Every fall, the skies over the Florida Keys fill with thousands of birds from hundreds of species heading south for the winter.
For 14 years, folks who love birds and the outdoors have gathered to see, identify and admire them through the Florida Keys Birding and Wildlife Festival, which opens Tuesday and runs through Sept. 30.
“We are witness to this spectacular migration,” says Kristie Killam, a ranger at the National Key Deer Refuge. “We’ll see birds you don’t normally see — hawks, Peregrine Falcons, all different species.” Some species summer in the Arctic, others in Canada or the northern USA. They follow the land as far as it goes, and that means they fly over the narrow strip that is the Florida Keys, often stopping to chow down before heading over water to the Caribbean or Central or South America.
The festival, however, is not designed for hard-core birders, says Killam, one of the organizers of this year’s event: “I don’t even consider myself a hard-core birder.”
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It’s for people, especially families, who want to get outdoors and experience the nature and wildlife of the Florida Keys.
“It’s almost like a behind-the-scenes tour,” Killam says. “You get to see parts of the Keys you maybe haven’t seen, with people who live here and love it.”
For example, the Kona Kai Resort on Key Largo, mile marker 97.8, has a small botanic garden packed with 250 documented tropical species. It’s normally open only to guests or by appointment for a $25 donation. But festival participants can join a tour by the garden’s ethnobotanist for just $15 at 4:30 p.m. on Tuesday or Sept. 30.
Similarly, kayak outfitter Out There Kayak Expeditions will transport passengers and kayaks by pontoon boat to Crocodile Lake for viewing in America’s only crocodile refuge. These trips are $60 during the festival, but are normally $78.
One of the best stops for folks with children is the Environmental Fair at Curry Hammock State Park, mile marker 56.6. From 10 a.m. to 3 p.m. on Saturday, there will be live animals, hands-on activities, a scavenger hunt, a guided beach hike, a self-guided kayak tour, a free birding walk (at 1:30 p.m.) and dozens of booths sponsored by local resource agencies, nonprofit organizations and local artists.
One of the most popular annual festival events is a bit pricier — the trip to the Dry Tortugas on Sunday, Sept. 30, aboard the Yankee Freedom. This trip, which leaves Key West at 7:30 a.m. and returns at 5 p.m., offers two guided groups. One group will be led by avid Florida Keys birder and ecotour guide Mark Hedden. The other will be led by wildlife photographers Dick Fortune and Sara Lopez, who will share the secrets of professional wildlife photography. The birding trip has an additional $25 fee. The ferry itself is $165 for adults, but there are discounts for Monroe County adults ($99), seniors and others.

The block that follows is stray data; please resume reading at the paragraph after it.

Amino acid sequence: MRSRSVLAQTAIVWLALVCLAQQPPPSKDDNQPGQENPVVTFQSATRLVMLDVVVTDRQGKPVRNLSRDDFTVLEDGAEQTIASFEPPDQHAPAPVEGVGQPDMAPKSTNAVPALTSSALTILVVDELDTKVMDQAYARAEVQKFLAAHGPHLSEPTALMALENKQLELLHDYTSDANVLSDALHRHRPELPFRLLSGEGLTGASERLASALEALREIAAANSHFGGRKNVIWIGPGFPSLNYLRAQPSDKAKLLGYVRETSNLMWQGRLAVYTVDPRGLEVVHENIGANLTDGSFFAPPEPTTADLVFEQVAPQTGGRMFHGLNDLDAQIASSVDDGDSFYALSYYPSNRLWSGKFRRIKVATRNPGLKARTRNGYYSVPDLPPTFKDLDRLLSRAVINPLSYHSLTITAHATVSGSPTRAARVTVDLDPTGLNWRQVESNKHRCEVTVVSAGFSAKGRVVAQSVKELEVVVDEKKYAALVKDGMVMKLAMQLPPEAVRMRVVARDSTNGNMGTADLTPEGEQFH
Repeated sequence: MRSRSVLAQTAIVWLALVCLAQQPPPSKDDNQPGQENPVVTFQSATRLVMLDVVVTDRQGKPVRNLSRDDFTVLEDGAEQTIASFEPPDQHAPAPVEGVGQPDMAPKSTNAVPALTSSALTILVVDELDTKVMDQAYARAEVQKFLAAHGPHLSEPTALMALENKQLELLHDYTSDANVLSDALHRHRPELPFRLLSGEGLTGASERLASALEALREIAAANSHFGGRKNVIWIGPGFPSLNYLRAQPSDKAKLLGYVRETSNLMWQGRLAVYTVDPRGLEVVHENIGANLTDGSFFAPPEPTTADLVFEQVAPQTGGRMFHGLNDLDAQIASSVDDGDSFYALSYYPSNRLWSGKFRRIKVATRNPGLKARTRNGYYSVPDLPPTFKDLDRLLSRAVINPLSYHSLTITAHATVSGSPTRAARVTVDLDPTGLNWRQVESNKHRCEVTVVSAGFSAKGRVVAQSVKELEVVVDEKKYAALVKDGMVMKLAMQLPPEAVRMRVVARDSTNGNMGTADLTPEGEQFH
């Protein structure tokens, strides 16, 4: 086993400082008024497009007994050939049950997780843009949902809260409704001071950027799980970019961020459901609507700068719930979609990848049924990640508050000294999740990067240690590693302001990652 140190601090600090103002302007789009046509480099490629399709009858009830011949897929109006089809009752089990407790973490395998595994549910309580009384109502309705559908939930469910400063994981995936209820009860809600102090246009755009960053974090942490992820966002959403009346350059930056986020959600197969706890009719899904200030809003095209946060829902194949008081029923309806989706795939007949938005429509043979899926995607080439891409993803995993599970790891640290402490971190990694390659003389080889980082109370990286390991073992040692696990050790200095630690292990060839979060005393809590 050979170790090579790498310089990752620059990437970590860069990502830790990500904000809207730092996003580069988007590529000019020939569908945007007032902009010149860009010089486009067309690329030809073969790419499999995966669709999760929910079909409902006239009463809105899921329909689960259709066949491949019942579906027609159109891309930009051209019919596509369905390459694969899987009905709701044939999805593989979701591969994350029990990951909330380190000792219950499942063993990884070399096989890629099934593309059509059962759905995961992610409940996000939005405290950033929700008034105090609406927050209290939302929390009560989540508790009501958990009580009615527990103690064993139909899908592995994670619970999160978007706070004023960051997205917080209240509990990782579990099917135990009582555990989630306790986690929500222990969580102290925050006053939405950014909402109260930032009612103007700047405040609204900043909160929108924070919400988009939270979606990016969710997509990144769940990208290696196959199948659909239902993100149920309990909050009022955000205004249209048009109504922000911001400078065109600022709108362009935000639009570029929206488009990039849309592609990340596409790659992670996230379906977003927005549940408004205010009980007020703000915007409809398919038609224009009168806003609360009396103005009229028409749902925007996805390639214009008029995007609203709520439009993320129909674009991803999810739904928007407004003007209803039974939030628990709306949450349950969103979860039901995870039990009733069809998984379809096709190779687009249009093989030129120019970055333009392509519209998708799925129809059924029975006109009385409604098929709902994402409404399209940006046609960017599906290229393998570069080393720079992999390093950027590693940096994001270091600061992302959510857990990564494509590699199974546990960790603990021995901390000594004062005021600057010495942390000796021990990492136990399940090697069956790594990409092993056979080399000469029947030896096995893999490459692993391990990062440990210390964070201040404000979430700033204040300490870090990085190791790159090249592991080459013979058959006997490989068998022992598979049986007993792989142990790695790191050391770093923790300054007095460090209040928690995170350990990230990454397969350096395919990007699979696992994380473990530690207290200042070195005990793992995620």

During and after the festival, you can join in the activities of the Florida Keys Hawkwatch, who monitor the bird migration from Sept. 15 to Nov. 13 at Curry Hammock State Park, mile marker 56.1 from 9 a.m. to 4 p.m. daily. Bring your binoculars! Florida Keys Hawkwatch averages over 15,000 sightings of birds of prey in their southbound migration. See their website for more details: http://floridakeyshawkwatch.wordpress.com/.
There are many additional events, including tours on land, by kayak and on bike, plus talks by experts, including Bill Thompson III, the editor of Bird Watcher’s Digest and author of the The Young Birder’s Guide to Birds of Eastern North America (Houghton Mifflin, 2008). He speaks several evenings and will lead some birding walks. You must reserve in advance for his evening talks.
The festival lets your sign up for and pay for individual events from a sort of a la carte menu. Many sell out, such as the Dry Tortugas trip. You can find a complete guide to the festival at its website, http://keysbirdingfest.org/.
Visiting the Keys in September has its advantages — it’s the slowest season of the year with the best hotel rates. Some areas do have mosquito issues, and Killam says you should be prepared with bug spray and maybe even mosquito netting clothing if you plan to join the Everglades birding outing or the one to Lignum Vitae Key State Park. Other areas of the Keys generally do not have mosquito issues in the fall, says Killam, who should know. She lives on No Name Key, a sparsely developed island in the middle of the National Key Deer Refuge.
Bonnie Gross writes about her Florida travels for FloridaRambler.com